Myopia Control

Myopia (nearsightedness) has been classified as an epidemic, and is expected to increase to 52% of the worldwide population by 20501. Not only does myopia lead to an inability to function without glasses or contacts, there are also significant health concerns associated with myopic eyes. Myopia drastically increases the risk of potentially permanent vision loss, including retinal detachment, glaucoma, myopic macular degeneration, and complications during cataract surgery2. Given the prevalence and the severity of complications, there is currently much research being done on risk factors. These include one or both parents who are myopic and environmental causes such as excessive near work.

Myopia Treatment

Until recently, nothing could be done to slow down the progression of myopia. However, numerous peer-reviewed studies have been completed demonstrating the effectiveness of 3 treatment options that have been proven to slow down the progression of myopia in children by about 50% each.


The first treatment option that showed consistent effectiveness was low dose atropine. ATOM 1 Study 3, published in 2006, was the first large scale clinical trial that proved the atropine is effective in slowing the progression of myopia in children. This was followed up by the ATOM 2 4 study, which proved that low dose atropine (0.01%) was more effective and less visual side effects than full strength atropine 1%. Then, in 2018, the LAMP Study 5 evaluated different concentrations of low dose atropine, and concluded that 0.05% atropine was slightly more effective than 0.01% atropine without an adverse effect on vision-related quality of life. In summary, low dose atropine appears to slow myopia progression by about 50% with little to no visual side effects, depending on the atropine concentration.

Orthokeratology (Hard contact lenses)

Think of these contacts as retainers for the cornea. OrthoK lenses are only worn at night, where they temporarily reshape the cornea before being removed upon waking up in the morning. This provides the patient with clear vision for the entire next day without having to wear contacts or glasses. More importantly, the improved optics of the cornea is theorized to decrease the signal the eye receives to grow excessively long, thus slowing down the progression of myopia. This has been found to slow the progression of myopia by about 50% 6.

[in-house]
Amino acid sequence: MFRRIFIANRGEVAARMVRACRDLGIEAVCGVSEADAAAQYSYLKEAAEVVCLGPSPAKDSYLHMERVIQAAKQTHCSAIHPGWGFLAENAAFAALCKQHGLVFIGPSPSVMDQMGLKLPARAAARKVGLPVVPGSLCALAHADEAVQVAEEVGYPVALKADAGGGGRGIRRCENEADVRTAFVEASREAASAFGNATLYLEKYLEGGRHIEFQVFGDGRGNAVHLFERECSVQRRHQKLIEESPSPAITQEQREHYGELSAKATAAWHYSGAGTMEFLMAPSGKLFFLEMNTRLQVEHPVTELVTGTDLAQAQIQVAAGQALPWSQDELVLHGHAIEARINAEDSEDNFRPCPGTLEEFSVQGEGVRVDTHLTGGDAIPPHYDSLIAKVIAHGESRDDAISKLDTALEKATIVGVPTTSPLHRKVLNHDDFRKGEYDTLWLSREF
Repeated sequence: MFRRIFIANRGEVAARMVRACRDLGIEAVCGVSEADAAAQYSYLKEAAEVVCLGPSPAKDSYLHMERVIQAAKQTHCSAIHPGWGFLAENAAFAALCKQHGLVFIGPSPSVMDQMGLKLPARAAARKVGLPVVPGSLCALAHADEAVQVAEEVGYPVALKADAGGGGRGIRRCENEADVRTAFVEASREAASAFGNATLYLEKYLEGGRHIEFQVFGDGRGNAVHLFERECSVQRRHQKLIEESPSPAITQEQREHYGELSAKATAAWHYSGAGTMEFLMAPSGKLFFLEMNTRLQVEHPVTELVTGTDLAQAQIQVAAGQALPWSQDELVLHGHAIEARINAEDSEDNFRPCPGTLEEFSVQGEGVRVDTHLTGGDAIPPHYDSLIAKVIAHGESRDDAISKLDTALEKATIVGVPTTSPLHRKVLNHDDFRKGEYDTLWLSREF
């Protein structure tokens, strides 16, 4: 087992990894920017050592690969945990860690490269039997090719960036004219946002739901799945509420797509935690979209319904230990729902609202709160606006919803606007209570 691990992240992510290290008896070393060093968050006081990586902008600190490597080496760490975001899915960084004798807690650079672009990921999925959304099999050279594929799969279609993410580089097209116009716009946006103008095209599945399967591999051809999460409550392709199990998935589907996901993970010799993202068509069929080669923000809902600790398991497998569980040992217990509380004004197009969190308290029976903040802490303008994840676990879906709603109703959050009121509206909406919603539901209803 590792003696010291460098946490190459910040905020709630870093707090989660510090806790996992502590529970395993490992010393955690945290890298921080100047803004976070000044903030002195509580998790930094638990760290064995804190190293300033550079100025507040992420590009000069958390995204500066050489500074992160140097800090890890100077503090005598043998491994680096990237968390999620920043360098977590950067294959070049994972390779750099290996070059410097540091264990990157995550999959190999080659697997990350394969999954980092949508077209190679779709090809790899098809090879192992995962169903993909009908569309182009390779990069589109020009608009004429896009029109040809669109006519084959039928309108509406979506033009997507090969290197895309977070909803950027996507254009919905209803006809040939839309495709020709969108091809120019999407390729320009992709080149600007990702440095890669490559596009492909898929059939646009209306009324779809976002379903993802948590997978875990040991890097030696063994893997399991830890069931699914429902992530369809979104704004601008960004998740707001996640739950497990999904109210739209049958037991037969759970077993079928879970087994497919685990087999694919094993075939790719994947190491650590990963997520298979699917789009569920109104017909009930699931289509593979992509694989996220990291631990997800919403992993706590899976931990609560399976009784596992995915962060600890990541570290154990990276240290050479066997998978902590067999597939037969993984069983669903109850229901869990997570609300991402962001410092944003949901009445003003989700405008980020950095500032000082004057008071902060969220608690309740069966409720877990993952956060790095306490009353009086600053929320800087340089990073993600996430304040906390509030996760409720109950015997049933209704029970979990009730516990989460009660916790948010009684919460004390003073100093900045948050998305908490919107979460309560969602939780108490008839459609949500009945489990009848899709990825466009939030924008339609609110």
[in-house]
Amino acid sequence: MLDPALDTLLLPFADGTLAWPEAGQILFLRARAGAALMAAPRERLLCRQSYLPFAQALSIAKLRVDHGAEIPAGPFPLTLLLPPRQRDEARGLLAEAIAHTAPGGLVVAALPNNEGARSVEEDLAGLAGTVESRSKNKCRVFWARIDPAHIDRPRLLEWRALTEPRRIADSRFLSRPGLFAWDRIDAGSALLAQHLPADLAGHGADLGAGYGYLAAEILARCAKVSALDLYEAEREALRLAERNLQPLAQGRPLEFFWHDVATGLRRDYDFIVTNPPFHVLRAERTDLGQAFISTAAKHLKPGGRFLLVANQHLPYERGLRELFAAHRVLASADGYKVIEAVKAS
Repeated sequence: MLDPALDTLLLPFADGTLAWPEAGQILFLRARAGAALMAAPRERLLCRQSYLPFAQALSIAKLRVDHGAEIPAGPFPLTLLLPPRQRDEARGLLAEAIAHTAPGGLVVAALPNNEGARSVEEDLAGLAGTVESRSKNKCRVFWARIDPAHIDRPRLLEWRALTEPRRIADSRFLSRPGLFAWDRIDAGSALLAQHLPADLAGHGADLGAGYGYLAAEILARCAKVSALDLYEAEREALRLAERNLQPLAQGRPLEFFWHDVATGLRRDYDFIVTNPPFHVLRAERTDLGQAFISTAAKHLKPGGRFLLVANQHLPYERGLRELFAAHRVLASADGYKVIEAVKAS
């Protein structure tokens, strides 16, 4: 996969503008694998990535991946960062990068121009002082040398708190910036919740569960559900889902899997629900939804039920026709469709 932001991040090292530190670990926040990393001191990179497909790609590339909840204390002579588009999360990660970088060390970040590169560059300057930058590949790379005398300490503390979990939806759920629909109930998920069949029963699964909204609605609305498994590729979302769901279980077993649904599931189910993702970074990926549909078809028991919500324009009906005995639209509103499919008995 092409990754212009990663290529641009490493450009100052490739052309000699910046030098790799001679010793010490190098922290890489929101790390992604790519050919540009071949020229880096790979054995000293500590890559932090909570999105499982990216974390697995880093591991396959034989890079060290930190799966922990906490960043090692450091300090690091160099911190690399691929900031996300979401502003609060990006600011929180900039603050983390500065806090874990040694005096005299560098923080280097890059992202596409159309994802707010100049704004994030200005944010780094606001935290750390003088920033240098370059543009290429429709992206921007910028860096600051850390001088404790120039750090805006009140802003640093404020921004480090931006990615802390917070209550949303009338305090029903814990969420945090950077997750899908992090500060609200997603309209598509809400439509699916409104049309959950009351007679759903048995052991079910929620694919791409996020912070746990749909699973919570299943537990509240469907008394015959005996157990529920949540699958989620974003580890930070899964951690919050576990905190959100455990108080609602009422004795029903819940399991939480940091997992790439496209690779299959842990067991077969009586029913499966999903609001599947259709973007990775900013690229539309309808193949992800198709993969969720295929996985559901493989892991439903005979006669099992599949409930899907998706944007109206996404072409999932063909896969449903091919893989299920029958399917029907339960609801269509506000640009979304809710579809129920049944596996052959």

Multifocal Soft CLs

These lenses create a similar optics to orthokeratology, but done using soft, multifocal contact lenses 7 worn daily instead of a hard lens worn at night. These lenses are very similar to lenses adults wear after age 40 to achieve simultaneous distance and near vision without the need for reading glasses. This is typically the first option for more mature kids due to ease of use and similar efficacy.

The decision between these three options for myopia control for your child is determined though an in-depth conversation with Dr. Cap and the patient’s family, factoring in age, maturity, and life-style.

1. The impact of myopia and high myopia. Report of the Joint World Health Organization–Brien Holden Vision Institute Global Scientific Meeting on Myopia. University of New South Wales, Sydney, Australia, March 16-18, 2015. Geneva: World Health Organization; 2017. License: CC BY-NC-SA 3.0 IGO. 

2. Annechien E. G. Haarman, Clair A. Enthoven, J. Willem L. Tideman, Milly S. Tedja, Virginie J. M. Verhoeven, Caroline C. W. Klaver; The Complications of Myopia: A Review and Meta-Analysis. Invest. Ophthalmol. Vis. Sci. 2020;61(4):49. doi:

3. W. Chua, V. Balakrishnan, D. Tan, Y. Chan, ATOM Study Group; Efficacy Results from the Atropine in the Treatment of Myopia (ATOM) Study . Invest. Ophthalmol. Vis. Sci. 2003;44(13):3119.

4. Chia A, Lu QS, Tan D. Five-Year Clinical Trial on Atropine for the Treatment of Myopia 2: Myopia Control with Atropine 0.01% Eyedrops. Ophthalmology. 2016 Feb;123(2):391-399. doi: 10.1016/j.ophtha.2015.07.004. Epub 2015 Aug 11. PMID: 26271839.

5. Yam JC, Jiang Y, Tang SM, Law AKP, Chan JJ, Wong E, Ko ST, Young AL, Tham CC, Chen LJ, Pang CP. Low-Concentration Atropine for Myopia Progression (LAMP) Study: A Randomized, Double-Blinded, Placebo-Controlled Trial of 0.05%, 0.025%, and 0.01% Atropine Eye Drops in Myopia Control. Ophthalmology. 2019 Jan;126(1):113-124. doi: 10.1016/j.ophtha.2018.05.029. Epub 2018 Jul 6. PMID: 30514630.

6. Lee, Yueh-Chang et al. “Effect of Orthokeratology on myopia progression: twelve-year results of a retrospective cohort study.” BMC ophthalmology vol. 17,1 243. 8 Dec. 2017, doi:10.1186/s12886-017-0639-4.

7. Multifocal Contact Lenses Slow Myopia progression in Children. National Institutes of Health News Release. August 11, 2020.